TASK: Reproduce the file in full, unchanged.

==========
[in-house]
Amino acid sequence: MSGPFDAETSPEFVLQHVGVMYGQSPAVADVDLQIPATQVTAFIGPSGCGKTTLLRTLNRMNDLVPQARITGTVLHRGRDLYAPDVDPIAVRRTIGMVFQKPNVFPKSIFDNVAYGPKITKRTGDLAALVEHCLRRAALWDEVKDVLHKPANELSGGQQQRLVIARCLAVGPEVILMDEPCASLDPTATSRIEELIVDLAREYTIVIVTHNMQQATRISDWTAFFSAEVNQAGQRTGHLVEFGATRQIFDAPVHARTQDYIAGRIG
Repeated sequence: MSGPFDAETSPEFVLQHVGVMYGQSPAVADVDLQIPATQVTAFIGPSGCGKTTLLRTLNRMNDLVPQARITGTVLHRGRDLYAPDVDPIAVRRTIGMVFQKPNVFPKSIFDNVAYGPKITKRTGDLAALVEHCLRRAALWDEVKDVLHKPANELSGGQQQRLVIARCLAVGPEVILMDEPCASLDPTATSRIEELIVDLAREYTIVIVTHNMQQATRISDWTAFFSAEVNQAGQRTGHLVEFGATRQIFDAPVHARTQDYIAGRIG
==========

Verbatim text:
[in-house]
Amino acid sequence: MSGPFDAETSPEFVLQHVGVMYGQSPAVADVDLQIPATQVTAFIGPSGCGKTTLLRTLNRMNDLVPQARITGTVLHRGRDLYAPDVDPIAVRRTIGMVFQKPNVFPKSIFDNVAYGPKITKRTGDLAALVEHCLRRAALWDEVKDVLHKPANELSGGQQQRLVIARCLAVGPEVILMDEPCASLDPTATSRIEELIVDLAREYTIVIVTHNMQQATRISDWTAFFSAEVNQAGQRTGHLVEFGATRQIFDAPVHARTQDYIAGRIG
Repeated sequence: MSGPFDAETSPEFVLQHVGVMYGQSPAVADVDLQIPATQVTAFIGPSGCGKTTLLRTLNRMNDLVPQARITGTVLHRGRDLYAPDVDPIAVRRTIGMVFQKPNVFPKSIFDNVAYGPKITKRTGDLAALVEHCLRRAALWDEVKDVLHKPANELSGGQQQRLVIARCLAVGPEVILMDEPCASLDPTATSRIEELIVDLAREYTIVIVTHNMQQATRISDWTAFFSAEVNQAGQRTGHLVEFGATRQIFDAPVHARTQDYIAGRIG